“I said NO TOUCH!”

“Why are you in the toilet???”

“We don’t throw books at our sister.”

“Get out of the cat litter. NOW.”

You watch your tax paperwork get drawn on with crayons. You see scribbles on your work calendar. The remote gets hidden in the garbage. Then later, in a couch cushion. And then in the goldfish bag. And the cracker explosion on the floor and a leaking sippy cup.

You see, it all happens while you’re picking up the books and cleaning up strewn cat litter and doing silly things like attempt to fold a load of laundry and use the bathroom. Or you’re feeding the cats (don’t worry, their bowls will be thrown on the floor later) or taking the dogs out (while a child sneaks into the mudroom and you’ll later find a spiky toy in your left boot.

And then.

You hear the toilet flush.

And none of that takes into account a severe case of cabin fever from all three of you during the coldest, snowiest, most severe winter you’ve experienced in this state.

Pleas of “Outside” have to be ignored because the wind chill is -15 degrees and the snow is two feet high. There’s only so many crafts you can make and PlayDoh you can smash and cut and roll into little balls.

And you can’t help but feel bitterness towards your spouse who is enjoying 45-minute car rides with music and scenery and who interacts with adults for hours every single day. He’s not singing the Thomas & Friends theme song and he’s definitely not folding the same shirt for the second time after it — and the rest of the laundry basket — was pulled down from the table. You know, while you were sweeping up cat litter. And then he enjoys a night out once a week for sports and friends. Adult friends, again. And he works long hours and is tired when he gets home, so can you blame him for relaxing for a few minutes on the couch?

On the plus side, I know now how to cook a decent meal (meat, potato, vegetables — you betcha!) while yelling “HOT!” 73 times in 34 minutes. I can also wash dishes while hopping on one foot. Because the left foot is balancing the dishwasher door semi-closed because a certain 21-month-old loves to take the dirty dishes out while you load up the machine.

Somewhere in there, I’m sending e-mails and Facebook messages and attempting conference calls to further two independent, self-employed businesses (shameless plug for and HERE). I am so motivated and so determined and frankly, I’m kicking butt… but imagine what I could do with two solid hours of dedicated time every now and then? Silly, I know.

Oh, and none of this takes into account a trip to the Emergency Room with your eldest, where you alternate between near hysteria and eerie calm because he can’t catch his breath between coughs and he just looks at you with such discomfort and sadness.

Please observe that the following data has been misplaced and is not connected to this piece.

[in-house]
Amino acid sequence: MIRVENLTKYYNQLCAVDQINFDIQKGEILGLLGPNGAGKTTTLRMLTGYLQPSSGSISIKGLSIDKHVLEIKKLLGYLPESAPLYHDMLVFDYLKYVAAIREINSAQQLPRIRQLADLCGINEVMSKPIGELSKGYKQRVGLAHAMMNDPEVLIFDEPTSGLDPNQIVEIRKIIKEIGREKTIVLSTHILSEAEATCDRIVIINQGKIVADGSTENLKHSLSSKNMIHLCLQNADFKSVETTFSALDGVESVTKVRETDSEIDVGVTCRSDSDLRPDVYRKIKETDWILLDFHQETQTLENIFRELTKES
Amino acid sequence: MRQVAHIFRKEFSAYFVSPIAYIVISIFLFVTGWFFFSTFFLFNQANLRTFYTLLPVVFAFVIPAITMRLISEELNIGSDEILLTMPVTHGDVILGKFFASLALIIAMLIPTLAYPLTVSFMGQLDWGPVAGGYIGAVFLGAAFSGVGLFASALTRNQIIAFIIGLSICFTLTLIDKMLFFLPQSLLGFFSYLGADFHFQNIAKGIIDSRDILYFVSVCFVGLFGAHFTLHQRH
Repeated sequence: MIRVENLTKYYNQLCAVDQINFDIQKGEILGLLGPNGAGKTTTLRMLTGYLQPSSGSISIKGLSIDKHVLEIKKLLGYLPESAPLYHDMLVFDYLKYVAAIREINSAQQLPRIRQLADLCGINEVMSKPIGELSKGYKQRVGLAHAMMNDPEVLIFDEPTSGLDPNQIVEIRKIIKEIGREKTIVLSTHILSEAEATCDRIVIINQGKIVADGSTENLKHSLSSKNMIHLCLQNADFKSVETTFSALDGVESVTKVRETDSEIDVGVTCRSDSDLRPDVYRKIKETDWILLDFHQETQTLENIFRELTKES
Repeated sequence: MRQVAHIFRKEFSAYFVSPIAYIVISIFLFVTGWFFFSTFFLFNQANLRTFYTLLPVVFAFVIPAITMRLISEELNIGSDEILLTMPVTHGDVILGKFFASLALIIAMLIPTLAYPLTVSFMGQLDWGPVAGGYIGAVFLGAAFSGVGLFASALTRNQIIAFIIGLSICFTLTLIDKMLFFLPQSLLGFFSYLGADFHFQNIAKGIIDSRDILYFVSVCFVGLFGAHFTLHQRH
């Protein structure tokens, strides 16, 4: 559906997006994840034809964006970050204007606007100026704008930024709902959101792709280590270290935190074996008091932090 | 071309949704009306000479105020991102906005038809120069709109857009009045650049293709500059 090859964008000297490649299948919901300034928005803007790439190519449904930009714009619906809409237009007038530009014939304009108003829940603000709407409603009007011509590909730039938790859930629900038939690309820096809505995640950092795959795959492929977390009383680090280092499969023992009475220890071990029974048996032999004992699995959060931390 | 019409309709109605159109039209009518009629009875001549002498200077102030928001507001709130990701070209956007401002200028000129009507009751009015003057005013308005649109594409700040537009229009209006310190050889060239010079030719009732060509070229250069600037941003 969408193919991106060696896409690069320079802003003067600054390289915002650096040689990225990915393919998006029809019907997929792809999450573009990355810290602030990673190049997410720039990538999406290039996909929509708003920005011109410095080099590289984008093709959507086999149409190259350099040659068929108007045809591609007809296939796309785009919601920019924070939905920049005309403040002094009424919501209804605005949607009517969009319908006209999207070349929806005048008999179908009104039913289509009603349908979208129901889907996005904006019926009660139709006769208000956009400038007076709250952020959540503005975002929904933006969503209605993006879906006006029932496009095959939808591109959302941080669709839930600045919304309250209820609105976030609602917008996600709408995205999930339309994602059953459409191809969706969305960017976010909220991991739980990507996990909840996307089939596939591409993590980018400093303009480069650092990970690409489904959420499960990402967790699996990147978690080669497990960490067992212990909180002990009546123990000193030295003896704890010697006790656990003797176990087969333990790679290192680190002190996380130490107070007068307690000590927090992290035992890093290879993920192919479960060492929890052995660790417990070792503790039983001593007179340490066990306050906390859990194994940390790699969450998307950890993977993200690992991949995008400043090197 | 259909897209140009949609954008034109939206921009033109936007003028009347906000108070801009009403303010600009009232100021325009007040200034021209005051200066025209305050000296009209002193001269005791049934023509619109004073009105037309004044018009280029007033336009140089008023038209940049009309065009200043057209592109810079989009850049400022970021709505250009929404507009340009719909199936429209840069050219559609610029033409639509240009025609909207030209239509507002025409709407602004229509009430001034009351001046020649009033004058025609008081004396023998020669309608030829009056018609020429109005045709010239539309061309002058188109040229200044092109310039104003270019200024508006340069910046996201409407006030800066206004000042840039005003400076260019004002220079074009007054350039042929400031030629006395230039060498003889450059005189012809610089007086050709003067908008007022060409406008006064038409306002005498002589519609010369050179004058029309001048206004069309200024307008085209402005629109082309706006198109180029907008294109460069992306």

It’s here that two ladies and one man in scrubs attack you from all sides, asking about your street address and insurance, medical history and length of symptoms. While your three-year-old clings to you, sobbing hysterically, batting away the stethoscope.

You pace the room for an hour, you hold up his arms while he cries during an x-ray. You frantically tell the nurse about the hole in his heart, just in case you forgot or she didn’t hear. “And you remember he has Down Snydrome, right???” you yell through an open door over a blonde head still screaming.

You spend four sleepless nights with him on the couch, aggravating an old running injury but catching up on your Olympics coverage, mumbling over and over, “Shhh, shhhh, it’s alright. Sleep, baby.”

Somehow, the laundry never ends, despite the fact that you’re lucky if you change your clothes three times a week. Everyone else in the house has multiple outfit changes a day, however. Plus, you’re finally noticing all of the neglected housework — the dirty curtains that need washed and towels and such. There’s closets to organize and couch cushions to clean and floors to mop and clothes to donate and socks to match and, well, this list, my friends, never ends.

So, don’t forget the Mommies. The ones who clean snot and clip fingernails among tears. The ones who push aside every selfish impulse (minus a venting, rambling blog post, it seems), to take care of their family.

It’s an illusion. We like you to walk through our door and say, “Gee, how does she do it?”

We, meanwhile, ask ourselves at least once a day, usually while running over our to-do list at bedtime or while hiding in the bathroom after a particularly traumatizing temper tantrum: “How can I do this?”

But you can.

I can.

She can.

I have to go now — the kids just threw all the books onto the floor and I can’t find the remote.

I hope it’s not in the toilet.



Back to work

I get asked a lot lately about how hard it is to go back to work; how much harder or easier it is to do this a second time around.

Well it’s a little bit harder and a little bit easier. Sometimes both in the same day.

The first time around, I didn’t think Zack could be OK without me as his 100 percent, all-the-time caregiver. And I certainly didn’t think I’d survive one hour or one day, let alone days or weeks or months or years.